- You would have full control of the sale of your house, deciding on the value, where it would be best to advertise and which potential buyers you would engage with.
- You would receive immediate feedback on all aspects of your property. Those interested in your house would have to speak to you directly rather than going through an agent, thus avoiding the risk of misinformation or confusion.
- Inevitably doing things by yourself will be more time consuming. To ensure you cover all bases, you would need to continually monitor interest in your property and keep in touch with potential buyers.
- Whilst you would avoid estate agency fees, you will still have to pay to list your house on many of the key property websites and, if you choose to, feature in the local press. Furthermore, these costs could escalate depending on how quickly you’re able to find a buyer. Your advertising approach may also not reach as many prospective buyers, compared to the methods adopted by an experienced estate agent.
- You may not be able to vet the identity of the potential buyer, their financial status and ability to obtain a mortgage.
- You could waste your money, not get as high an offer as would be the case if you reach out to a larger market and not be able to weed out time wasters.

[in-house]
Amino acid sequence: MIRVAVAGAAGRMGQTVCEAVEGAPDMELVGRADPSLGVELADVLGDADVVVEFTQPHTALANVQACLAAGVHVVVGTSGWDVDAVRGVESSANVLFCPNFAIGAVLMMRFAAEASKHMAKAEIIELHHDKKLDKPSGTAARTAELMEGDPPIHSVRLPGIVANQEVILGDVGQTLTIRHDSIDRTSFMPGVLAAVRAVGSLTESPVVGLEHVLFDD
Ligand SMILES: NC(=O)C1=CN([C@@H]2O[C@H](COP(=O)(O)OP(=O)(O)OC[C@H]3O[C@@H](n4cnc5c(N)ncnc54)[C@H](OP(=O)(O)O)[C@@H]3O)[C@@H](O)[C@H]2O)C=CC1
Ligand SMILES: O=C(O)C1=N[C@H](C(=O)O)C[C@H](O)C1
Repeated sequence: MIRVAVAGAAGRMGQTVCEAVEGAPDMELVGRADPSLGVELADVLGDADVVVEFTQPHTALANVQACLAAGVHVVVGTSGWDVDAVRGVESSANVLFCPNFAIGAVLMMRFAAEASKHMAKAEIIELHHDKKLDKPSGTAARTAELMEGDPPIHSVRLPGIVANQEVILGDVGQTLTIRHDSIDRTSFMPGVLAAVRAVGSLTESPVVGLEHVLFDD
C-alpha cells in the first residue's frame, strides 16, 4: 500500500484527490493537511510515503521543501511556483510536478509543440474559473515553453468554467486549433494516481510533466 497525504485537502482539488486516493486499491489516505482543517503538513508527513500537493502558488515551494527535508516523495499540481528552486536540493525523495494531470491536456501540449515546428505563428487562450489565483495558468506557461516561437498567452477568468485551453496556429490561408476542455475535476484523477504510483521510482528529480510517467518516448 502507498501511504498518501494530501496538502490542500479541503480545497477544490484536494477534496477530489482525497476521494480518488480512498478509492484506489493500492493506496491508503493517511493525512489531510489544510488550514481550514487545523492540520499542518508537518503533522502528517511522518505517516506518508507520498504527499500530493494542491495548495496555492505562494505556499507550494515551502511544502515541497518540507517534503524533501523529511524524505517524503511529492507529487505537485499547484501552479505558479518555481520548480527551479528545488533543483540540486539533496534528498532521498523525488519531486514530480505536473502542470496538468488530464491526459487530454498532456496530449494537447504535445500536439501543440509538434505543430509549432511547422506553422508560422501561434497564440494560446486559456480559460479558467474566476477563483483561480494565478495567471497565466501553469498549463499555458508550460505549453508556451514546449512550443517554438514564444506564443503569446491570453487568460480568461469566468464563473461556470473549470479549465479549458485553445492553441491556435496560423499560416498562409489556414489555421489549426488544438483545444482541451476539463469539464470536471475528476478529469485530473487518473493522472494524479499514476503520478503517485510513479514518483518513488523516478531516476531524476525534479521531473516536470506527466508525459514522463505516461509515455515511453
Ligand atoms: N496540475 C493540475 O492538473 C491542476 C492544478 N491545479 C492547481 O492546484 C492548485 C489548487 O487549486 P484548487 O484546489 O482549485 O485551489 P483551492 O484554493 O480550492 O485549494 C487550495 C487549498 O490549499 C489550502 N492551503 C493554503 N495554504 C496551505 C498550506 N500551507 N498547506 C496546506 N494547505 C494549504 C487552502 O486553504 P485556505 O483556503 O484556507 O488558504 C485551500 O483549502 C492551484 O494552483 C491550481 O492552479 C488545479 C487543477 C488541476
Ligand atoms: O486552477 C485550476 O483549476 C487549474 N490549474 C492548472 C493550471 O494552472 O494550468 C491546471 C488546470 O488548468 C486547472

Auctions are good for houses that have the benefit of being both unusual, sought after or in need renovation work or are an unusual conversion so are difficult to value.
- As long as your property finds a buyer the process can be far quicker. You’ll receive your money and will move within 28 days once the hammer has fallen.
- As mentioned above, if you have specialist property, it is much more likely to sell at auction than via the traditional estate agent/private selling route.
- The process is more transparent. All the potential buyers are in the same room and the negotiation stage is practically done for you as people compete to enter the highest bid.
- The auctioneer will often have a large list of contacts the same as estate agents and will market just the same, you can often sell before the auction if you get an offer that you want to accept and the same 28 day rule applies.
- It’s not always a guaranteed sale and if your house doesn’t sell you will likely still have to pay the auctioneer’s costs although some auctioneers won’t charge if it doesn’t sell, you will have to pay for your solicitor to do the auction contact and sellers pack.
- There are other costs involved too, typically commission for selling a house at auction can be around 2.5% + VAT of a property’s value. However, this is often now put on the buyer so you don’t pay it.
Please note that all views, comments or opinions expressed are for information only and do not constitute and should not be interpreted as being comprehensive or as giving legal advice. No one should seek to rely or act upon, or refrain from acting upon, the views, comments or opinions expressed herein without first obtaining specialist, professional or independent advice. While every effort has been made to ensure accuracy, Curtis Parkinson cannot be held liable for any errors, omissions or inaccuracies.